Unprotected sexual encounters are responsible in the main for the dramatic statistics, which in southern Europe have already caused half a million to become infected with the deadly virus, with 20,000 new cases occurring in 2005 alone.

The list does not stop here. In 2005 alone, more than three million died of the disease, nearly half a million of whom were children. This is despite the reduction in deaths in Europe since the end of the 90s as access to treatment has increased in recent years, providing victims with a greater hope of surviving.

Sub-Saharan Africa continues to display the worst statistics, representing 64 per cent of all new cases of the infection (more than three million people), bringing the total number of people infected to 28.5 million.

Filomena Frazão de Aguiar, president of the Fundação Portuguesa A Comunidade Contra a SIDA, the Portuguese community foundation against Aids, comments: “We need structured campaigns; if on one hand much is developed to provide more treatment, giving patients a more satisfactory quality of life, the prevention side is neglected. The national campaigns are not working and no value is being given to them. Governments need to do a lot more in this field.”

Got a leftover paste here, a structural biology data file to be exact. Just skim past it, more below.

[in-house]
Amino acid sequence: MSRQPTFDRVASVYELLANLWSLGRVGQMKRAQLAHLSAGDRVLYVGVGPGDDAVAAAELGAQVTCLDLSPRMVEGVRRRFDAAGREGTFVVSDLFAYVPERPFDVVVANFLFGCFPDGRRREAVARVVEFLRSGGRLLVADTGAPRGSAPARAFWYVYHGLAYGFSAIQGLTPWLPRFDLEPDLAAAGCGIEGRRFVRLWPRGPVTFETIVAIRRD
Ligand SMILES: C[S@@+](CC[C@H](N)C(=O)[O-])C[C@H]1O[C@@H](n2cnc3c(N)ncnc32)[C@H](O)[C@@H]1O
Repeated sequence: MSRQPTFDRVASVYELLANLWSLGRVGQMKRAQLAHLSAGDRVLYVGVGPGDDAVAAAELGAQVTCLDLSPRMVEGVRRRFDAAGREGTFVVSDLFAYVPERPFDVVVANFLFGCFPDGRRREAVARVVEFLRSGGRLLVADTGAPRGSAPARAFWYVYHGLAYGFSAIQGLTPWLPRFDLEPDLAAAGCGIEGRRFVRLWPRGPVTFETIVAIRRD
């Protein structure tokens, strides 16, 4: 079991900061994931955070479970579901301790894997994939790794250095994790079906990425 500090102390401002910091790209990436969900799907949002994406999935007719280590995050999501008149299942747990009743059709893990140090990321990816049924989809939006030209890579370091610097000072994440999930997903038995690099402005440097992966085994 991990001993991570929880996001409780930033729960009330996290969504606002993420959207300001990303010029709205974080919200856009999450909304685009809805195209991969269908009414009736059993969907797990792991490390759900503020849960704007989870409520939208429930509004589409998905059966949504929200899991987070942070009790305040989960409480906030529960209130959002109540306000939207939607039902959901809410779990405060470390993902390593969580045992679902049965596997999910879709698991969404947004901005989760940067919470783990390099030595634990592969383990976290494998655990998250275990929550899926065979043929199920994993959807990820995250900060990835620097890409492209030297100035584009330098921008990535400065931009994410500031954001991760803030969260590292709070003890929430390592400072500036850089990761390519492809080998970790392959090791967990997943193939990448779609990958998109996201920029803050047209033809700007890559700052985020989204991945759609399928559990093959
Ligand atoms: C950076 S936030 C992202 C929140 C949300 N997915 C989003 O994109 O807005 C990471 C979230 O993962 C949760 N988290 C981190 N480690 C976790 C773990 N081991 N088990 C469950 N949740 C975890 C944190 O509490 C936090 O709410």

The situation in Portugal

Portugal is one of the countries where the number of people infected with HIV/Aids is increasing. From 1983 up to July 30 2005, there have been around 27,000 infected with the HIV/Aids virus. Despite a large percentage of those being drug addicts (48.4 per cent), the UNAIDS/WHO report shows a notable decrease in the number of new cases among intravenous drug users (1,000 in 2004 against 2,400 in the year 2000). However, the spread of the disease among heterosexuals is increasing – 32.5 per cent.